7. Since archeology does not show the existence of a Jewish kingdom or kingdoms in the so-called First Temple Period, it is not clear when exactly the Jewish people would have ruled Jerusalem except for the Hasmonean Kingdom. The Assyrians conquered Jerusalem in 722. The Babylonians took it in 597 and ruled it until they were themselves conquered in 539 BCE by the Achaemenids of ancient Iran, who ruled Jerusalem until Alexander the Great took the Levant in the 330s BCE. Alexander’s descendants, the Ptolemies ruled Jerusalem until 198 when Alexander’s other descendants, the Seleucids, took the city. With the Maccabean Revolt in 168 BCE, the Jewish Hasmonean kingdom did rule Jerusalem until 37 BCE, though Antigonus II Mattathias, the last Hasmonean, only took over Jerusalem with the help of the Parthian dynasty in 40 BCE. Herod ruled 37 BCE until the Romans conquered what they called Palestine in 6 CE (CE= ‘Common Era’ or what Christians call AD). The Romans and then the Eastern Roman Empire of Byzantium ruled Jerusalem from 6 CE until 614 CE when the Iranian Sasanian Empire Conquered it, ruling until 629 CE when the Byzantines took it back.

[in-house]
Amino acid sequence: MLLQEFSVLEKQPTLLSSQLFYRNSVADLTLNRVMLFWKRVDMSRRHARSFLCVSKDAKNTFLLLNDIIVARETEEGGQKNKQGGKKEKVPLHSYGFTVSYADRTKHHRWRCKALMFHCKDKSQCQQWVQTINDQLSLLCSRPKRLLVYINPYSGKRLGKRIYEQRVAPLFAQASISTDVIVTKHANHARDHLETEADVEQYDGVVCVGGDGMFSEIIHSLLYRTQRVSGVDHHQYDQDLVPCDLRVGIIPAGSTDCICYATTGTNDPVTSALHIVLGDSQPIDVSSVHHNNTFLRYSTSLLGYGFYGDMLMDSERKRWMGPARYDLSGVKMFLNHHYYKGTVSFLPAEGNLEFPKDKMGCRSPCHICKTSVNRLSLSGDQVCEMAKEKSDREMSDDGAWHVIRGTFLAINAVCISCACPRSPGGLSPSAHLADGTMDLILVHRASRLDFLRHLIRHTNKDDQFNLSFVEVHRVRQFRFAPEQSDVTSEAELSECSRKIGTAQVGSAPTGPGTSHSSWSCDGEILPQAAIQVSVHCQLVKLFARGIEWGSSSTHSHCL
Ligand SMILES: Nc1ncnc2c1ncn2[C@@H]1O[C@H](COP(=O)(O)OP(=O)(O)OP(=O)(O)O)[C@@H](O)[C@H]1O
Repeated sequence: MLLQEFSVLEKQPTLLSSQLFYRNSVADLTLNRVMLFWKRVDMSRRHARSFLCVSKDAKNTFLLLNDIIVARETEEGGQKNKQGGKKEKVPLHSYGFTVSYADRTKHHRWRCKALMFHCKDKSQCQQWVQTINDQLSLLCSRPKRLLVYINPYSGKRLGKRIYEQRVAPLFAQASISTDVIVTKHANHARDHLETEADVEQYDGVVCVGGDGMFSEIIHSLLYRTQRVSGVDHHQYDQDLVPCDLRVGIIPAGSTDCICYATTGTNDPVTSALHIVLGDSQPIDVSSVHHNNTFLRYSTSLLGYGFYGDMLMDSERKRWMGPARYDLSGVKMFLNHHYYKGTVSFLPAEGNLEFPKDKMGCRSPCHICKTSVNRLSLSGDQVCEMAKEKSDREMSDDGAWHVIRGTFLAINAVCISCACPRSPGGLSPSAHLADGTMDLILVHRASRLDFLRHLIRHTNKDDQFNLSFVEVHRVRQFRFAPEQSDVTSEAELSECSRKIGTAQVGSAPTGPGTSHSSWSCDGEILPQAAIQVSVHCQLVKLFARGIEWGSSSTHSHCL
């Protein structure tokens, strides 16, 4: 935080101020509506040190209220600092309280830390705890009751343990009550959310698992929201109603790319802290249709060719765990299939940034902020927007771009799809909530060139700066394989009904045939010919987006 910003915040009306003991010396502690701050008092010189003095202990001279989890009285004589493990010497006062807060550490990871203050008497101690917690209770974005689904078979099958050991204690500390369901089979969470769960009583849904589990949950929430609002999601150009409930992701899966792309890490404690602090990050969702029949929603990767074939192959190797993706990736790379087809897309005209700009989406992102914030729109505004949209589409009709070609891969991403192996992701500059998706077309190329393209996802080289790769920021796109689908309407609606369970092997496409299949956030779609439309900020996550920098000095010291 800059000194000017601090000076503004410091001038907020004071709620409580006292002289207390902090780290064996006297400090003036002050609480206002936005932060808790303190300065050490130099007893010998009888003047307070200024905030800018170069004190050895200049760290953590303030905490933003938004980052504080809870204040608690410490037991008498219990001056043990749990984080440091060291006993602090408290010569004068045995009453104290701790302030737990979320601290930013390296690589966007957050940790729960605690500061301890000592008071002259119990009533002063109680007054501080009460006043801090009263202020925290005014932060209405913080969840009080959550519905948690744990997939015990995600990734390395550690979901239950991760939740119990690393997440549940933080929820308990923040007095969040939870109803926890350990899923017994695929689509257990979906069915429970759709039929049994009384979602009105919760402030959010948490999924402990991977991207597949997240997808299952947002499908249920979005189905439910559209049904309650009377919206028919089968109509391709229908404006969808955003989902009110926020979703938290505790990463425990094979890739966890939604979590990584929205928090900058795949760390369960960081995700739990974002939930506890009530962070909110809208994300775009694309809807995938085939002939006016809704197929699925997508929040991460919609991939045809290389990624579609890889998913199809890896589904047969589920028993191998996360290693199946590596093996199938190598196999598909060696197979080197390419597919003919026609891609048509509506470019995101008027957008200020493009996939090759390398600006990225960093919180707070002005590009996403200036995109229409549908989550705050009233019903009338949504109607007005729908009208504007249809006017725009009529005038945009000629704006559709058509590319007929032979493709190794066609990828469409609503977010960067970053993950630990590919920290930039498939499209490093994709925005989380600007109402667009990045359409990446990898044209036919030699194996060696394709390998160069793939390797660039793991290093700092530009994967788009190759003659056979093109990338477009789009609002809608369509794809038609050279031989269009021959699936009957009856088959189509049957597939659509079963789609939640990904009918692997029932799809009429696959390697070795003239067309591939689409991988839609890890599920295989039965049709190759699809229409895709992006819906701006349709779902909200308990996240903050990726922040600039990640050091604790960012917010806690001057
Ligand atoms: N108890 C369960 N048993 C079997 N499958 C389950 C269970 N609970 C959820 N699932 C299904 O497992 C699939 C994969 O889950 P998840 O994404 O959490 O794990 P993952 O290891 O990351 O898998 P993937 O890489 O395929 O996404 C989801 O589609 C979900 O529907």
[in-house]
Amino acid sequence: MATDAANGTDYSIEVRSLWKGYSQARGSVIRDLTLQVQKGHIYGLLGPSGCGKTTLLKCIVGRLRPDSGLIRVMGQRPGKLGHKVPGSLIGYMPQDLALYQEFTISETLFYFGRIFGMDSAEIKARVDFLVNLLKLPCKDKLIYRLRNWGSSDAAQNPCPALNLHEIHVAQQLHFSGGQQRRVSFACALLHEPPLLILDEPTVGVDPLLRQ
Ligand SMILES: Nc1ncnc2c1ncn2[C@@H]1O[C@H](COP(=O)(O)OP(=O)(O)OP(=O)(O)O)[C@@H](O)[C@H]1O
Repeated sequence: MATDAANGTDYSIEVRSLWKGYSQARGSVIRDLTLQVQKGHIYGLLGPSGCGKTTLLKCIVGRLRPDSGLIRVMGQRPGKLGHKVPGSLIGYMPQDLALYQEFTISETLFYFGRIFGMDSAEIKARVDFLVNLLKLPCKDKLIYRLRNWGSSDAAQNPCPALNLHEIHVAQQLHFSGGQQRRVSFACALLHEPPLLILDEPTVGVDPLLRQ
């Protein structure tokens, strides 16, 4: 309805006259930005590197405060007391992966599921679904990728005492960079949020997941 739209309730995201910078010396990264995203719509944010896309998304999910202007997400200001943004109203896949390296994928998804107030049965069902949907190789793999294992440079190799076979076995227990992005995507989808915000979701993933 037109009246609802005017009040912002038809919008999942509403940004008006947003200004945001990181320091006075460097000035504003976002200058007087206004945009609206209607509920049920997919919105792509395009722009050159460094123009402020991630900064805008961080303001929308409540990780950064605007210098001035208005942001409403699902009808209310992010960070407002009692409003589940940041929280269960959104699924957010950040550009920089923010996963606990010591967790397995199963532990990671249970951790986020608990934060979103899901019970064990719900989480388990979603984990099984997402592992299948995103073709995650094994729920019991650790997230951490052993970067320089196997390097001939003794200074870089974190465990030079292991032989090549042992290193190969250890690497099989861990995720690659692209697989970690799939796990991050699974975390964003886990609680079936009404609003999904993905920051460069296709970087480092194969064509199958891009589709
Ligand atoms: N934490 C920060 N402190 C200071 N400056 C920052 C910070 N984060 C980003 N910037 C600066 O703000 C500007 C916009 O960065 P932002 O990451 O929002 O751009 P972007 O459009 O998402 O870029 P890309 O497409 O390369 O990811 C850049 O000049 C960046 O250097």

The Muslims conquered Jerusalem in 638 and ruled it until 1099 when the Crusaders conquered it. The Crusaders killed or expelled Jews and Muslims from the city. The Muslims under Saladin took it back in 1187 CE and allowed Jews to return, and Muslims ruled it until the end of World War I, or altogether for about 1192 years.

    Adherents of Judaism did not found Jerusalem. It existed for perhaps 2700 years before anything we might recognize as Judaism arose. Jewish rule may have been no longer than 170 years or so, i.e., the kingdom of the Hasmoneans.